Day 122—Morning and Night—“Witness to God’s Mercy” Psalm 5 – 8
May 2, 2021, 6:00 AM

Day 122—Morning and Night—“Witness to God’s Mercy”  Psalm 5 – 8

I think it must be easier to write a psalm in the morning or deep into the night. I find it easier to read the psalms at either of those times because my mind is clearer and more ready for the type of prayer-song that the psalms represent.

Charles Spurgeon, one of my favorite preachers and writers from the mid-19th Century said this about praying in the morning: “This is the fittest time for [connecting] with God. An hour in the morning is worth two in the evening. While the dew is on the grass, let grace drop upon the soul.”

But the evenings can also require settling, consolation, centering. While the Psalms are not stories, they are deep and honest utterances, and they are a part of the writer’s story.  Imagine that, in the time of Jesus, that all good Jews would have memorized the book of Psalms, that simply saying the first line to a good Jew would remind that person of the entire psalm itself so that it could be quoted, depended upon, used for inspiration or strength.

In churches, the Psalm is like the commercial interruption, something unmemorable that gets tucked between the first and second readings, but how many of us remember what we have both said and read? So often we disconnect ourselves from hearing the word of God in church, or we hear it only for the moment and not for a day and a lifetime. The psalms are the best prayers for hospital visits or home visits because people who are in distress respond and hear them. People who need to feel joy can hear joy. Those who are angry with God, with their lives, can find it in the psalms. My son reads and meditates on a psalm every morning. That has become his bible discipline and he told me that if he doesn’t do it for some reason, his whole day is out of balance.

Reading the bible every single morning of this year has certainly become that for me most of the time. See what I said there? MOST of the time. Sometimes reading the bible every day is a chore and what I really want to do is sleep in and forget that God has anything new to say to me. But even before my alarm goes off these days, my sluggy body wakes up as if to nudge me on, as if to help me race the sun as it approaches the horizon, as if it knows that the greatest nourishment for the day is before me, before my peanut butter toast and coffee, before I put on clergy clothing, before I shower and jump start my day.

Hudson Taylor, the famous missionary to China, had trouble finding time alone with God. He began to wake himself up at 2:00 in the morning and used those quiet hours when everyone else slept to commune with God.

And so as the sun begins to pour light into the sky, and as the coffee begins its friendly bubble and drip on the counter, I read these words:

“But I, through the abundance of your steadfast love, will enter your house, I will bow down toward your holy temple in awe of you. Lead me O Lord in your righteousness because of my enemies make your way straight before me.” (Psalm 5: 7) I realize that these words articulate the focus of my Sunday, of my today, a day of entering the house of God, and acknowledging his mightiness and his power, a day of praising God in the temple which is the house where we dwell together in worship, and suddenly centuries, millennia are washed away. I read David’s words as if they are my own, and then I read them again, savoring the sense of awe and amazement that unites a great king, born in approx. 1040 BCE (before the common era), with a sleepy, aging woman who struggles to remember God’s presence without continual reminders. Today this ancient King is my reminder.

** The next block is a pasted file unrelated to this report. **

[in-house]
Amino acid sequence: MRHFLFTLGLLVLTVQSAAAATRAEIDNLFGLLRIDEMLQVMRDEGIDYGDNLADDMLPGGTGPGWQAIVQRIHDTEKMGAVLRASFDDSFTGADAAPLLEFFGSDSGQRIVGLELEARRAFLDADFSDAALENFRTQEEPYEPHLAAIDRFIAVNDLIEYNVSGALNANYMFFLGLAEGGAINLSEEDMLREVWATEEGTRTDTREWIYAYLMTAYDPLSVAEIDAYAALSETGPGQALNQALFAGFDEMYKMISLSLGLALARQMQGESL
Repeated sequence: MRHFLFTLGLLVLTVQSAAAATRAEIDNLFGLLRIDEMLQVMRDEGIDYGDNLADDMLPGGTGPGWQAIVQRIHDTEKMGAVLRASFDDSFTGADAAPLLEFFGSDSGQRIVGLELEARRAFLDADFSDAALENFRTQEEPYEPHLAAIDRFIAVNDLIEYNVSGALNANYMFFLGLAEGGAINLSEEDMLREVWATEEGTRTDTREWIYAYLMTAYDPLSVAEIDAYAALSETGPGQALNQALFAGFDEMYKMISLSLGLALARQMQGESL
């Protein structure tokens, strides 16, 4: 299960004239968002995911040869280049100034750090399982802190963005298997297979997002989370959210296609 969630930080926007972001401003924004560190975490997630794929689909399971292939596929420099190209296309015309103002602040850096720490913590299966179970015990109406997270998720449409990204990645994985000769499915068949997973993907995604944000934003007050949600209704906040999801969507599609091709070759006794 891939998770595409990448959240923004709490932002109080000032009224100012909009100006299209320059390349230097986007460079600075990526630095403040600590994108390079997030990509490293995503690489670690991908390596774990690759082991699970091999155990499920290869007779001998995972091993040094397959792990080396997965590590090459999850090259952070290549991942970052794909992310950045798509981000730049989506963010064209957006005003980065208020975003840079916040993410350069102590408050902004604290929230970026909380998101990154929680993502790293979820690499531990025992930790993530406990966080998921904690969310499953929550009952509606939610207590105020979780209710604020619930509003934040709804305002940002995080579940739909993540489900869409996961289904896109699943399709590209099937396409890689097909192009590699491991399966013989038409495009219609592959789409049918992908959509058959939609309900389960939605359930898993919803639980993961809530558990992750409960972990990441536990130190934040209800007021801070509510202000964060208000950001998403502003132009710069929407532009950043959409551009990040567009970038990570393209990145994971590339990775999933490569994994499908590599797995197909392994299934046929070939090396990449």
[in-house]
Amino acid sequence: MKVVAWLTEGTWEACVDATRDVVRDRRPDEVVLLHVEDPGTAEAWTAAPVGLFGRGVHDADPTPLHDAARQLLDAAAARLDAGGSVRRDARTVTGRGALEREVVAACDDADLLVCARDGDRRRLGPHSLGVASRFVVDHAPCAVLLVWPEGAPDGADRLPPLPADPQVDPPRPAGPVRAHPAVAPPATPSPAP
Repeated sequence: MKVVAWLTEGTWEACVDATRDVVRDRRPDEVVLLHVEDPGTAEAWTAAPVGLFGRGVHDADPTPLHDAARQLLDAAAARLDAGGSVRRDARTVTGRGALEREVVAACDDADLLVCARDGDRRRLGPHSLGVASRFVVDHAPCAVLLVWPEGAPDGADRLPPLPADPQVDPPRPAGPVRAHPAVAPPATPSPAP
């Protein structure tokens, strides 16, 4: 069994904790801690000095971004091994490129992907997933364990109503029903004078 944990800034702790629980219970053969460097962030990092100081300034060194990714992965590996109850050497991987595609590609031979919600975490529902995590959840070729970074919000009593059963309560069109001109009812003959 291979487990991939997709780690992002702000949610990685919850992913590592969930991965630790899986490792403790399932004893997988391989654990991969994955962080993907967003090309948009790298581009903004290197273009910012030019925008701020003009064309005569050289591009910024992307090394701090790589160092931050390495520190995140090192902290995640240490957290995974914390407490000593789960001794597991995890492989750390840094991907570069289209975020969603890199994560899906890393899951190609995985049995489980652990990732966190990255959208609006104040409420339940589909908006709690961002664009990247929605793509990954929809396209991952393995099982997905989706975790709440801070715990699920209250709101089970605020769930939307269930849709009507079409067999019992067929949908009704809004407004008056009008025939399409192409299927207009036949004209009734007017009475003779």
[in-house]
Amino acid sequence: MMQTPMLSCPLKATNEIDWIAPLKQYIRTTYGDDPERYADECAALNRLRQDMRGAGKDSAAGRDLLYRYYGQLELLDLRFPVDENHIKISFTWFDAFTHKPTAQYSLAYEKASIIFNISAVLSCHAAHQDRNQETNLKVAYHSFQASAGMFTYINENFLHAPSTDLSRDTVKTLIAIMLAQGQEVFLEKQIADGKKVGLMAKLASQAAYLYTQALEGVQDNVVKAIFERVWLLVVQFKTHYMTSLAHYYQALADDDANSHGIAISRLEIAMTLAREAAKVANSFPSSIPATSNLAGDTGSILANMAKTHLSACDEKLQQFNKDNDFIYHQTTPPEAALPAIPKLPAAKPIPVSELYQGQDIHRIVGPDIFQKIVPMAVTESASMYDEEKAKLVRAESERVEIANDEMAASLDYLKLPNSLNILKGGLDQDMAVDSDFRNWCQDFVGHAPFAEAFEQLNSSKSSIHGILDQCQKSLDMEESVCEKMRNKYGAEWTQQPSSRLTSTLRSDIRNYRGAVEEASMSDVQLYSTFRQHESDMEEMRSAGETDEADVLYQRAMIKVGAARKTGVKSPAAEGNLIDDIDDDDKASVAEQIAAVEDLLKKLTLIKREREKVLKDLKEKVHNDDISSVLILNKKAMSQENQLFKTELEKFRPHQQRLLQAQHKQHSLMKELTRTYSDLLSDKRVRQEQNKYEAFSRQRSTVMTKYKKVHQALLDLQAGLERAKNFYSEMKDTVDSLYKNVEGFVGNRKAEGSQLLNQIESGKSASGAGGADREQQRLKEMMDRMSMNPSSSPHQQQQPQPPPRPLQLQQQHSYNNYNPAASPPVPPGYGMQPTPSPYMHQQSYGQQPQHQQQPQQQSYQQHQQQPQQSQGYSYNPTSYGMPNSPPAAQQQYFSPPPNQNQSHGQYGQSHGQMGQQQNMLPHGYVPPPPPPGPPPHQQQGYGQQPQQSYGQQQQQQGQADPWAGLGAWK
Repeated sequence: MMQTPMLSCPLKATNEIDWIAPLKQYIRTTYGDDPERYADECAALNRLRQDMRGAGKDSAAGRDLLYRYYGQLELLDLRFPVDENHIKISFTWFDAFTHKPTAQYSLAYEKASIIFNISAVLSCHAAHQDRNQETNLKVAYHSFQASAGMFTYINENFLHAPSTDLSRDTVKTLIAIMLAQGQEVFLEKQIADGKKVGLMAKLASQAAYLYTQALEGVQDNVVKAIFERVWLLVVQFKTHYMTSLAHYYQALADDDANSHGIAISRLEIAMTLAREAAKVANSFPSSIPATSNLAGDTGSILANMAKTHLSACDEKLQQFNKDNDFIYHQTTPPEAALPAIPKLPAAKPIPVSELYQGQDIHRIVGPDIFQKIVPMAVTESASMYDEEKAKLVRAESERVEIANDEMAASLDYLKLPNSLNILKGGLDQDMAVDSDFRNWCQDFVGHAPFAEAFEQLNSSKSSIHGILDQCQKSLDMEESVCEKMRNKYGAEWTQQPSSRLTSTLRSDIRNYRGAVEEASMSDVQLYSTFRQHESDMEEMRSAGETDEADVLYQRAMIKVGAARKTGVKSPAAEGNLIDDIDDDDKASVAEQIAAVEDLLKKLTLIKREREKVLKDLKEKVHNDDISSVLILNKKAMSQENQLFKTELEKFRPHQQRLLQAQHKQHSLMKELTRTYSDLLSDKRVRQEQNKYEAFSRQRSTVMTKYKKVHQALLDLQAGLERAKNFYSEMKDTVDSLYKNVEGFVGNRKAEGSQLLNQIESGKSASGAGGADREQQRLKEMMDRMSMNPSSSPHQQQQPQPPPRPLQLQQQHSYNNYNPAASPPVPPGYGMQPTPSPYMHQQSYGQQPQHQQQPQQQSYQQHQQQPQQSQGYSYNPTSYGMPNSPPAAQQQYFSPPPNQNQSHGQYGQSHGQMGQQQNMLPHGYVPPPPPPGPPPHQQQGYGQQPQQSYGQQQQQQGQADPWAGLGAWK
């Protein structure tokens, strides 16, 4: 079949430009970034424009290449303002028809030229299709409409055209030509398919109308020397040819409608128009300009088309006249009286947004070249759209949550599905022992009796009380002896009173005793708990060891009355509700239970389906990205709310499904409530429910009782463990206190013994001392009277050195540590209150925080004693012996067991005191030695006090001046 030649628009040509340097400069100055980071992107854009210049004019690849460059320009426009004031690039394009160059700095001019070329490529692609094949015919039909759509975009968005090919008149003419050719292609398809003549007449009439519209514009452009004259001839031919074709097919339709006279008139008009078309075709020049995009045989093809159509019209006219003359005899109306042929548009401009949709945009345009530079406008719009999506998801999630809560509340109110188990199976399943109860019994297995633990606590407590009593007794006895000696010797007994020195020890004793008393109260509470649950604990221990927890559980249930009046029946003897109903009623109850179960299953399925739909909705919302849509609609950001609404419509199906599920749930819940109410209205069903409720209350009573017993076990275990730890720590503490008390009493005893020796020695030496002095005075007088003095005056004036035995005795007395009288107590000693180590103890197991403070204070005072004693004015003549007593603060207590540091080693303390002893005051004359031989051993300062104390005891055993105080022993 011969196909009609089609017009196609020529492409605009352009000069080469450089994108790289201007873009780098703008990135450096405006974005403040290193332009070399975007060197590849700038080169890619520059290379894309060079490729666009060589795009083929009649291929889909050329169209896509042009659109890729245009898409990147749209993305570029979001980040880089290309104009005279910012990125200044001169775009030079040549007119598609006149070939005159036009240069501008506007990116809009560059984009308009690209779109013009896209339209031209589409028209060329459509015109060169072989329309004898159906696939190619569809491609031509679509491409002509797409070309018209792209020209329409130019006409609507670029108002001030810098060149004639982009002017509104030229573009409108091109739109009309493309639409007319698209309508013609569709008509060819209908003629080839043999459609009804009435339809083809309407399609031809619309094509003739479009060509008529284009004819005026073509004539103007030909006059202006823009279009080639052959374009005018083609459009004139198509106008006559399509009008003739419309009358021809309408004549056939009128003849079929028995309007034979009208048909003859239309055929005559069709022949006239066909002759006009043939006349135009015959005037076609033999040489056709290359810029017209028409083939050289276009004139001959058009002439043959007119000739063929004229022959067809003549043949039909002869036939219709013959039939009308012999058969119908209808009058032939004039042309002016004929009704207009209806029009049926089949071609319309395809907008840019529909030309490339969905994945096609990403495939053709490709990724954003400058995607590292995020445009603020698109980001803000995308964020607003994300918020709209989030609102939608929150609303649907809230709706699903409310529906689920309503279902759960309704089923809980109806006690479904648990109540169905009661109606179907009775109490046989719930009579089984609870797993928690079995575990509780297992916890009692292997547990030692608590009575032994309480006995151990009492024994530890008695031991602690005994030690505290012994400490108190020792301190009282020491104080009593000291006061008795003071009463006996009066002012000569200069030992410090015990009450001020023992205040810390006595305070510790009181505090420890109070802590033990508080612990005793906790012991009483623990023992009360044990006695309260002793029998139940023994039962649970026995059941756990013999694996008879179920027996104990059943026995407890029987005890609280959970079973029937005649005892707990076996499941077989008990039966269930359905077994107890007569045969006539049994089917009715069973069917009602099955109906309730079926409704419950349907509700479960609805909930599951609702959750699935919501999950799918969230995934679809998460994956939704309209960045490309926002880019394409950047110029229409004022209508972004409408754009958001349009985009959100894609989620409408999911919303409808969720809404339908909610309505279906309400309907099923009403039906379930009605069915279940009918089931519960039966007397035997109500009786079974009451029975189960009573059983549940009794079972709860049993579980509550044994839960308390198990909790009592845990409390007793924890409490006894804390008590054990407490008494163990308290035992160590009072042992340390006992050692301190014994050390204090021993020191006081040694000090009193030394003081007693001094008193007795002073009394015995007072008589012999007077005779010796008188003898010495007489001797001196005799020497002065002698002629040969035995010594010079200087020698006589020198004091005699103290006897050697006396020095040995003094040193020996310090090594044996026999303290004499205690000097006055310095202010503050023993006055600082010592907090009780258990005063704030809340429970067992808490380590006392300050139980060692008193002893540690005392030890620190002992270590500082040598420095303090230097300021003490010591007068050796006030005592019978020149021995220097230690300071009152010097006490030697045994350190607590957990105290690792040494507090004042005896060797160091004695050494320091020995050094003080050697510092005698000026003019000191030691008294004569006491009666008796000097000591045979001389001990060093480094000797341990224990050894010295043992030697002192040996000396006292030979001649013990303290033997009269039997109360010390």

I have read the psalms many times, as many of us have, but today I have the sense of a connection I never really experienced between David and me. Who knew he would write words of wisdom, words that cry out to God, words that speak for me now as well as for him then? Amazing that he could not know, this man born in Bethlehem long before Jesus came, that his words would speak for so many who followed, for people in places that did not yet exist even in the imagination of David or his people?

“I am weary with my moaning; Every night I flood my bed with tears; I drench the couch with my weeping. My eyes waste away because of grief; They grow weak because of all my foes,” (Psalm 6: 6-7)

Have you ever been there? Does it console you to know that perfect love does not cast out tears, even though our scripture reading tells us for today, on the Fifth Sunday of Easter, that “perfect love casts out fear” (1 John 4:18)? We recognize in David’s words, the words of a royal and powerful man bowing before God, an honesty that we can cling to and an experience that most of us have shared.

Then there are the verses that always make my heart sing: “When I look at your heavens, the work of your fingers, the moon and the stars that you have established; what are human beings that you are mindful of them, mortals that you care for them? Yet you have made them a little lower than God (or the angels in some translations), and crowned them with glory and honor.” (Psalm 8: 3-4).

So here I am, a little lower than the angels, grateful for the fact that today, and for many days to come as we read through the psalms, I can take the words of David, the words of Solomon or Moses or Anonymous, and I can use them as my own prayers, wrestling with God in the morning, in the nook, and recognizing the golden thread of faith that ties us each to another, me to you, you to King David, and all of us to the God whose name is “majestic…in all the earth.” (Psalm 7: 1)

Be blessed and be a blessing to others,


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